OT Fahrenheit

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wrote:

And at the time, humans thought that THEY were the most important things in existence.

Could that just be what you're used to? The ratio (size of C degree to size of F degree) is less than 2:1.

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Mark Lloyd wrote:

I don't follow. We're talking about people and weather, so why would anything else be relevant?

Yet we generally use fractional degrees C, but not F. I'm talking practice, not theory.
Brian
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wrote:

Reality does tend to be inconvenient sometimes. Notice how it fails to step out of the way at those times.

It's probably an artifact of conversion. People use fractional degrees C, only because they're used to degrees of a certain size, not because such a size is in any way better.

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Default User wrote:

Granularity? You mean spacing? Doesn't matter my electronic F deg thermometers measure in tenths anyway.

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On Fri, 10 Nov 2006 02:57:02 GMT, "George E. Cawthon"

I have such a thermometer too. Usually the accuracy of the thermometer is so low that the extra digit provides no useful information. I round those numbers almost automatically. One night the low was 32F (the actual display was 31.8F).

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Mark Lloyd wrote:

temperature I round it. The real issue is that most people use thermometers to determine temperatures that are constantly changing. Check a digital one with an outside probe attached. The inside temperature is in a housing that is heavy enough to act as a heat reservoir so the temperature changes slowly, while the outside one has hardly any heat sink.
I have a dual sensor thermometer sitting on a file case in my office. Under carefully controlled conditions both the internal and the outside sensors read the same. In actual practice the outside and inside sensors seldom read the same even though the sensors are only 5 inches apart. I can walk past the sensors (about 2 feet away) and stir the air enough that the outside sensor changes 0.4-0.5 degrees.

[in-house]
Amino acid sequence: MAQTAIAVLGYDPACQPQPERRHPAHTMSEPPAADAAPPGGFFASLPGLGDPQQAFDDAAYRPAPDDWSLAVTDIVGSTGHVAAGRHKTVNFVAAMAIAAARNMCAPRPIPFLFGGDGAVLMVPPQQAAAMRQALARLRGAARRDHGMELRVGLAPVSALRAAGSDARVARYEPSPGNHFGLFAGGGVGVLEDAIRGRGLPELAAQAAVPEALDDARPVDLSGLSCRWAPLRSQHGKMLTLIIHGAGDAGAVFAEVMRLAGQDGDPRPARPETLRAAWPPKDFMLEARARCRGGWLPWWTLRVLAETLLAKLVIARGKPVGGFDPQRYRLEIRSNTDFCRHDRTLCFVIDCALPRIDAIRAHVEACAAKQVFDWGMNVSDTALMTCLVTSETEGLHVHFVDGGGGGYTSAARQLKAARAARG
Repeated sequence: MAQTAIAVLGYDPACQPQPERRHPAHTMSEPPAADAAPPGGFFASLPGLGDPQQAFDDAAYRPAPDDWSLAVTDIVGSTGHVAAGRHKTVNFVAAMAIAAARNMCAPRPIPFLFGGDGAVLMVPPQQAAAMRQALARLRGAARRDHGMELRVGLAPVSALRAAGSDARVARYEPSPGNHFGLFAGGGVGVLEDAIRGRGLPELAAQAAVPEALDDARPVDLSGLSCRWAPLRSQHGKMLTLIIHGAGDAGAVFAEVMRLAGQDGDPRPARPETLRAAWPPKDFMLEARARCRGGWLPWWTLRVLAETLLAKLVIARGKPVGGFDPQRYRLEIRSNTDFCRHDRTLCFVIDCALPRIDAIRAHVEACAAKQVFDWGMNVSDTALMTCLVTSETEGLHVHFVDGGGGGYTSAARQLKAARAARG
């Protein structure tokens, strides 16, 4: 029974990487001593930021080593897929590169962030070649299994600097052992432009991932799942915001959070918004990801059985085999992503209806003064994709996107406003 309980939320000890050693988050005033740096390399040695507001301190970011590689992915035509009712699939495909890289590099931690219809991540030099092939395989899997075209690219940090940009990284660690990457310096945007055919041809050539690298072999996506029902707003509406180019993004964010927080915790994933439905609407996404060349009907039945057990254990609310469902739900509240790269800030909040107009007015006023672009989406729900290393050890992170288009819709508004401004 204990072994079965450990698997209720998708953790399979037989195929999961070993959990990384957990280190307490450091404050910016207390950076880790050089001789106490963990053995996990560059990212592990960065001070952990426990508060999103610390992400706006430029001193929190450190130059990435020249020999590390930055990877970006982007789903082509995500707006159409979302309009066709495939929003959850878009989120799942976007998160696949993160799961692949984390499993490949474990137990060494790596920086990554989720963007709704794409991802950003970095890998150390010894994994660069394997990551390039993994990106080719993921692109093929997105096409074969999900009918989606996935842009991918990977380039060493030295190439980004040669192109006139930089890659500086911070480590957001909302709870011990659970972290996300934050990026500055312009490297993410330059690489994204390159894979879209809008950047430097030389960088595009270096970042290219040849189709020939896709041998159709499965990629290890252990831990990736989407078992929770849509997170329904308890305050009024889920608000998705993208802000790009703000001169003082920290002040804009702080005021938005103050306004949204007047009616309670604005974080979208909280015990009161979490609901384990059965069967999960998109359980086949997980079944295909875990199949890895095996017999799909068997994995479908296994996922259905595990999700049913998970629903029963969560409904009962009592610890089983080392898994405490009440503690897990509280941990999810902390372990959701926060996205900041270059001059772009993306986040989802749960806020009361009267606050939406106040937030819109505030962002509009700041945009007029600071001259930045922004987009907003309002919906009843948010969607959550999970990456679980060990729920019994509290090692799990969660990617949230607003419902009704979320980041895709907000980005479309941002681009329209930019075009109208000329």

Outside, temperatures often fluctuate so much that anything less that a degree makes no sense. I find it hilarious to listen to the weatherman say excitedly say that the first freezing night of the fall was 27 degrees. What he never says is the period. That low of 27 degrees may have existed less than a minute and most likely less than 5 minutes and the time below 32 degrees may have been less than 10 minutes.
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Terry wrote:

What does that next to last sentence say... I don't even want to venture a guess.
Depends on your location relative to thermostat location. Typically thermostats are located on an interior wall. If where you sit is close to an exterior wall where the sun strikes the building, especially if you're sitting near a window, then the radiant heat energy through the wall in that general area can easily cause the temperature there to be 5F or more higher than your thermostat setting (all cats know this intuitively)... place a thermometer on your computer desk. You can try positioning a few small fans throuhgout your house to more evenly distribute air, as your hot air system is not on all the time, probably less than half the time. My office is at a point furthest from the house thermostats (I have two), and that room is at a southwest corner so it receives full sun all day, and has two large windows, which contribute to a greenhouse effect, so where I sit the temperature can be at least 5F warmer than the rest of the house, and that even though my central air system contains an AprilAire filtration system that runs at low speed all year (only switches to high fan when the system calls for AC) so the air throughout my house is constantly circulating, but that does not negate radiant heat from an exterior wall, it's like sitting in front of a heat lamp. I could move my desk to the opposite side of the room so I'll be at the interior wall but I enjoy being able to look out the window too much, so I endure the warmer temperature... my thermostats are set at 69F, the rest of the house is pretty close to that temperature (+/-1F) but my office is at 73F as I type... the sun is very bright right now.
Sheldon
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